Since the computational turn in the middle of the 20th Century, language became central to theories of mind and cognition. However the topic is rich enough to be approached from many angles.
Lecture 1: We introduce the topic, asking what language is good for, noting the relevance for both communication and thought, and we ask where language could have come from. We have more questions than answers here, and we examine and reject the idea that we might ever find a “gene for language”.
Lecture 2: A stroll through some of the subfields of linguistics: Pragmatics, semantics, syntax and morphology. We clearly distinguish between the abstractions of generative linguistics, and those aspects of language use that are tied to context.
Lecture 3: A broader stance introduces topics of animal communication, and my own field of Joint Speech.
- This article by Theodore Dalrymple is relevant to many of the topics in this weeks lecture. It reminds us that although all languages may be have certain formal properties in common, the effectiveness of language lies not in its syntax, but in its use.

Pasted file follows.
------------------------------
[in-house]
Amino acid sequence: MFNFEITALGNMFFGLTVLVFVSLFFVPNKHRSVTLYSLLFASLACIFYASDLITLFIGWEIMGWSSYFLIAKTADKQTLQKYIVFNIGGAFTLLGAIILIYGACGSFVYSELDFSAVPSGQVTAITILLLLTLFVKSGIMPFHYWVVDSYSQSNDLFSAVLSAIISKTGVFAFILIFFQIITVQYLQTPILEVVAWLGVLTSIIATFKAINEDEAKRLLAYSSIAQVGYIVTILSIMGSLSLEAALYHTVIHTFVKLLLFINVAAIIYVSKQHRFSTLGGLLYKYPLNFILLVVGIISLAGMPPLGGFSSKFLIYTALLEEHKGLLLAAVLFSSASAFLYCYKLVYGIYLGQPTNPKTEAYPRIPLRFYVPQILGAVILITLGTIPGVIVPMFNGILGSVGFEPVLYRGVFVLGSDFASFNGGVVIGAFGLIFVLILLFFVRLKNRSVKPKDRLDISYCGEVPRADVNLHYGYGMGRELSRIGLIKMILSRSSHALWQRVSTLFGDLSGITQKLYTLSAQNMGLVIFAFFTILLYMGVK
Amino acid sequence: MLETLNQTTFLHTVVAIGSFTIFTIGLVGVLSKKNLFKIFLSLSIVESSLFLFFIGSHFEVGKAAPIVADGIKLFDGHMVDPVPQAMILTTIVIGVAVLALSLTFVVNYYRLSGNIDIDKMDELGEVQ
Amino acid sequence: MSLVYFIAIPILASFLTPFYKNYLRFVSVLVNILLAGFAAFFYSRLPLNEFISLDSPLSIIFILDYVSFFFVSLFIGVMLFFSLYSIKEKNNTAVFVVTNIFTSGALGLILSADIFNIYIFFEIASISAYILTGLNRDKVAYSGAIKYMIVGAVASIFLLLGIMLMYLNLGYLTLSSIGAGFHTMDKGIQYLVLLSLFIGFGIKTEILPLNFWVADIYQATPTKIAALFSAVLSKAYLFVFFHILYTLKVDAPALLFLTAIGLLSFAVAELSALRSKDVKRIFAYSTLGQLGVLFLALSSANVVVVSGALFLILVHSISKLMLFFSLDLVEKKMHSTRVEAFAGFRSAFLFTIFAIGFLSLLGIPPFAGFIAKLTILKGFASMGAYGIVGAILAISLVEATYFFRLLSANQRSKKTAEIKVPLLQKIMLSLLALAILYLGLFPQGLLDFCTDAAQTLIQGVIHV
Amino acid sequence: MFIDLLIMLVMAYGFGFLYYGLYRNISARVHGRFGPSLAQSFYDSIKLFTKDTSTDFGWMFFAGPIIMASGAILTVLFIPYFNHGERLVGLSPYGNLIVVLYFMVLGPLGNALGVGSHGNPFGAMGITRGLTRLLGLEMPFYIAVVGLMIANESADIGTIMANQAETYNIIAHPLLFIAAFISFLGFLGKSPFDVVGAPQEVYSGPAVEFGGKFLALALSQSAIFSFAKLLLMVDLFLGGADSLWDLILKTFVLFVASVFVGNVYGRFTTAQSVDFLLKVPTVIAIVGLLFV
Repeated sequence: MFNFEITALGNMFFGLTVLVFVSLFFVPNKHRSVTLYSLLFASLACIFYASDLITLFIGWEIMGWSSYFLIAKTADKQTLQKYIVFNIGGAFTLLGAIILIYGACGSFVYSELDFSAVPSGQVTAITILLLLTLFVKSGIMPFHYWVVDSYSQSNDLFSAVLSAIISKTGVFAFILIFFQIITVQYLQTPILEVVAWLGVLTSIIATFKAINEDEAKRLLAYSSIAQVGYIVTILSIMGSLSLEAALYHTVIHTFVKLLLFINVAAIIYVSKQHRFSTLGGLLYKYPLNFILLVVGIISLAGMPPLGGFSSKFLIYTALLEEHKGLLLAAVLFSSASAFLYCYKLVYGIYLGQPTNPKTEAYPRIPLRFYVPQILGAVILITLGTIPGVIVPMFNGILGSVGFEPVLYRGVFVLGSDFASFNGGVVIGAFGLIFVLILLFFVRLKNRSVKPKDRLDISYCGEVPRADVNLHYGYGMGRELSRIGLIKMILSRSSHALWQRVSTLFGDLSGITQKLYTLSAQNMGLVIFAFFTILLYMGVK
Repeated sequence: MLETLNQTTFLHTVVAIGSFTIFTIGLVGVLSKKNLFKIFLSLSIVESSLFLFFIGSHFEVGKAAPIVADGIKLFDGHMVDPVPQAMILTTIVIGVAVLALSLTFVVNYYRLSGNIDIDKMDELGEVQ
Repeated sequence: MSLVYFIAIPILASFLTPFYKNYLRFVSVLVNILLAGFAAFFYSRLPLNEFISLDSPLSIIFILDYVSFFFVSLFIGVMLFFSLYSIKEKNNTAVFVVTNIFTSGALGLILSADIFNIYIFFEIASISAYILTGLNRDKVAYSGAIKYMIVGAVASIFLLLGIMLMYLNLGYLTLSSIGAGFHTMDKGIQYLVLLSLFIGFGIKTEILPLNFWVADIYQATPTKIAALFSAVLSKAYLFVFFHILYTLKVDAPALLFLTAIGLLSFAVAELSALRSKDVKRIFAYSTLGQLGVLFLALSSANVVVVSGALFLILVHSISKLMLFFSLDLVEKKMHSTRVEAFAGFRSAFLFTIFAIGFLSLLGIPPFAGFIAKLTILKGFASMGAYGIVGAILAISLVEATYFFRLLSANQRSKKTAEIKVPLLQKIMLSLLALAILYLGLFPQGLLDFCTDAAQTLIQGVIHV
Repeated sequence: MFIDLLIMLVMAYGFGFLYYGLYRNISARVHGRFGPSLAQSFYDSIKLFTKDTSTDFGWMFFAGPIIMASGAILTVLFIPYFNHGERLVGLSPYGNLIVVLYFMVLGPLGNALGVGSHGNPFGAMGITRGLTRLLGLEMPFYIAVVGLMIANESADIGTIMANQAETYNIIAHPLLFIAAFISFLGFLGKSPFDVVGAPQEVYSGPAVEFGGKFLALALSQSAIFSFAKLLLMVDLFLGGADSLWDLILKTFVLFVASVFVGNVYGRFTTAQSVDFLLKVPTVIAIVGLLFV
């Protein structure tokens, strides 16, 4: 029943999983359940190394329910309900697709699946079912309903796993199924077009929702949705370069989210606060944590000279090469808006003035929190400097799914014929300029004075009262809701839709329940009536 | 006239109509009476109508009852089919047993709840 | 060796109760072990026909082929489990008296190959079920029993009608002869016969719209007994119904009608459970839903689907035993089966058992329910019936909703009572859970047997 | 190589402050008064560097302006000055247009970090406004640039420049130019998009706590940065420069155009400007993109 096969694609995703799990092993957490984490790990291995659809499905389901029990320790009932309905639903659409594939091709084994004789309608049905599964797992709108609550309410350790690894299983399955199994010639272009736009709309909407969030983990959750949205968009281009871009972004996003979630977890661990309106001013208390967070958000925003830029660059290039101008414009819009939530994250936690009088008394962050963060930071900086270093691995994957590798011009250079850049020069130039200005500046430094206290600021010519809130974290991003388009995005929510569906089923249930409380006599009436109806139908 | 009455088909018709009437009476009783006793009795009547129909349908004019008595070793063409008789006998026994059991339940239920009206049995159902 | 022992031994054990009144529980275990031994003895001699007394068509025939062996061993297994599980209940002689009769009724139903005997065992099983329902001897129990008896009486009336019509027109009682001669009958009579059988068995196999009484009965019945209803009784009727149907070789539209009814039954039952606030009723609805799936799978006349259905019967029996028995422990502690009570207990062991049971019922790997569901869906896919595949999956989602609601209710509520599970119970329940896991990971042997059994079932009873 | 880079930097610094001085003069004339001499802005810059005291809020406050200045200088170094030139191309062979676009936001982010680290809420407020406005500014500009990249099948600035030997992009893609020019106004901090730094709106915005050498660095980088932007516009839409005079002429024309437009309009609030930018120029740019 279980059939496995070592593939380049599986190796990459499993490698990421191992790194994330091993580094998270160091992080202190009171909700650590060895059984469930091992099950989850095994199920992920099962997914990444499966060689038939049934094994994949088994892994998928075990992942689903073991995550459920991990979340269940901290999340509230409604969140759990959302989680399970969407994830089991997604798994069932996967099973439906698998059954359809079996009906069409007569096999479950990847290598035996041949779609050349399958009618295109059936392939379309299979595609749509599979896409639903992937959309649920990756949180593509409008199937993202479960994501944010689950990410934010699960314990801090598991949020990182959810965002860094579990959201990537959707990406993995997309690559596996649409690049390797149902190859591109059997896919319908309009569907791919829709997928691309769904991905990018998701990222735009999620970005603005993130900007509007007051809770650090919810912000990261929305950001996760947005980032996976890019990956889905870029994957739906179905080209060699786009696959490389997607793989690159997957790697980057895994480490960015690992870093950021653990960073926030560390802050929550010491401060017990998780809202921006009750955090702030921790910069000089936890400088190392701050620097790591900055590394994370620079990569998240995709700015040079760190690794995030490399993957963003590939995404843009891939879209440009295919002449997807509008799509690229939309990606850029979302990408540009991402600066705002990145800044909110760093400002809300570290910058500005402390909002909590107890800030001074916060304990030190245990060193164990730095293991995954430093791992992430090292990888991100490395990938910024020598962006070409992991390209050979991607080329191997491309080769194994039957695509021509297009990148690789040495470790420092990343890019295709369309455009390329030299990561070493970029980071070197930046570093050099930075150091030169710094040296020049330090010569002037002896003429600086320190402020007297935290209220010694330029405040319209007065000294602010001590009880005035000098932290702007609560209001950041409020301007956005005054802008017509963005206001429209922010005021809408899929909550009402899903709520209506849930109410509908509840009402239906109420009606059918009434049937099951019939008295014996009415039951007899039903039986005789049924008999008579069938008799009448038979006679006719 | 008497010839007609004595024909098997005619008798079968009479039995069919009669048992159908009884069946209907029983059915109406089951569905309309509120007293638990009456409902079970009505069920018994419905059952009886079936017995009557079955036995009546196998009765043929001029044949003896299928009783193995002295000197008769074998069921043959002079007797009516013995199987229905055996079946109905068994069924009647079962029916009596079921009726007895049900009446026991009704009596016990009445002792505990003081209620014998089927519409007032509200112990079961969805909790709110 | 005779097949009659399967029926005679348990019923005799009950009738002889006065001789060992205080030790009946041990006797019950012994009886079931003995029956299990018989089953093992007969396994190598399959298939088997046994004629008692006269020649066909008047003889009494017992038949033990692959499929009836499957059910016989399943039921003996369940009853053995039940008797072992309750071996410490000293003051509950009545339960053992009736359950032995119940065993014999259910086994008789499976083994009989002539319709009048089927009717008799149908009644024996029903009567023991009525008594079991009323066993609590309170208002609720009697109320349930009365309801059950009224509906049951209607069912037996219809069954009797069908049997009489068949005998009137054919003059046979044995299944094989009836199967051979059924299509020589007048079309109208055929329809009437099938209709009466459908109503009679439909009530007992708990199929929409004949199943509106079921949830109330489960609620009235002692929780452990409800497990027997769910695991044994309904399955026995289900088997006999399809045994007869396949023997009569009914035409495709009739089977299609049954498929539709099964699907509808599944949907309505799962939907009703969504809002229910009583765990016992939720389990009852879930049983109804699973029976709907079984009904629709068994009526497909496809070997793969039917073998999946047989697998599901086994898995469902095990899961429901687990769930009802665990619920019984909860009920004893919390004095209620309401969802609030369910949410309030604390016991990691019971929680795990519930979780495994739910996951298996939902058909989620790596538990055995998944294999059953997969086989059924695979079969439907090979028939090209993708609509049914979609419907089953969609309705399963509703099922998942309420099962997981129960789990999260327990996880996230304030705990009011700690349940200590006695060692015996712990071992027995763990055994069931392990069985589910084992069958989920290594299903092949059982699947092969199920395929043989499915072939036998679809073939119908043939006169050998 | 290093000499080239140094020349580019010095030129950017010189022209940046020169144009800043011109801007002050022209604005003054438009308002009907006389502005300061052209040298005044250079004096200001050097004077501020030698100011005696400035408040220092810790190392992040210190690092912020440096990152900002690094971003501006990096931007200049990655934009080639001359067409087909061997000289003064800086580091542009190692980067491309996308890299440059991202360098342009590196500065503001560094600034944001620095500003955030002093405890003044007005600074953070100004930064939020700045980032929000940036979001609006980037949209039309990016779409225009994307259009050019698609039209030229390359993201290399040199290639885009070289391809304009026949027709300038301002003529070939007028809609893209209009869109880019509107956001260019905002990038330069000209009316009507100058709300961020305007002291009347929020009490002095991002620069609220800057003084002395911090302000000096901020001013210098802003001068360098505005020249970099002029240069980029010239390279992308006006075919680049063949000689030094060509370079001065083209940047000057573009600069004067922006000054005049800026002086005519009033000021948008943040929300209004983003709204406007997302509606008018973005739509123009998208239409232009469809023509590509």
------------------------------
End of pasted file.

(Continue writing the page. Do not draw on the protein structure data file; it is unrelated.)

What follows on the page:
- In his book, Seeing Voices, about the deaf, Oliver Sachs has some pertinent thoughts on the possible nature of thought without language. I have scanned in the revant Footnote 47. Just read the footnote.
- The video linked in this post gives another perspective on alinguistic thought (thought without language), this time as considered by an autistic woman. It’s about 8 mins long, and thoroughly deserving of your attention.
- There is much more about Joint Speech at jointspeech.ucd.ie, and you can even download a pdf of a book (by me) on the topic.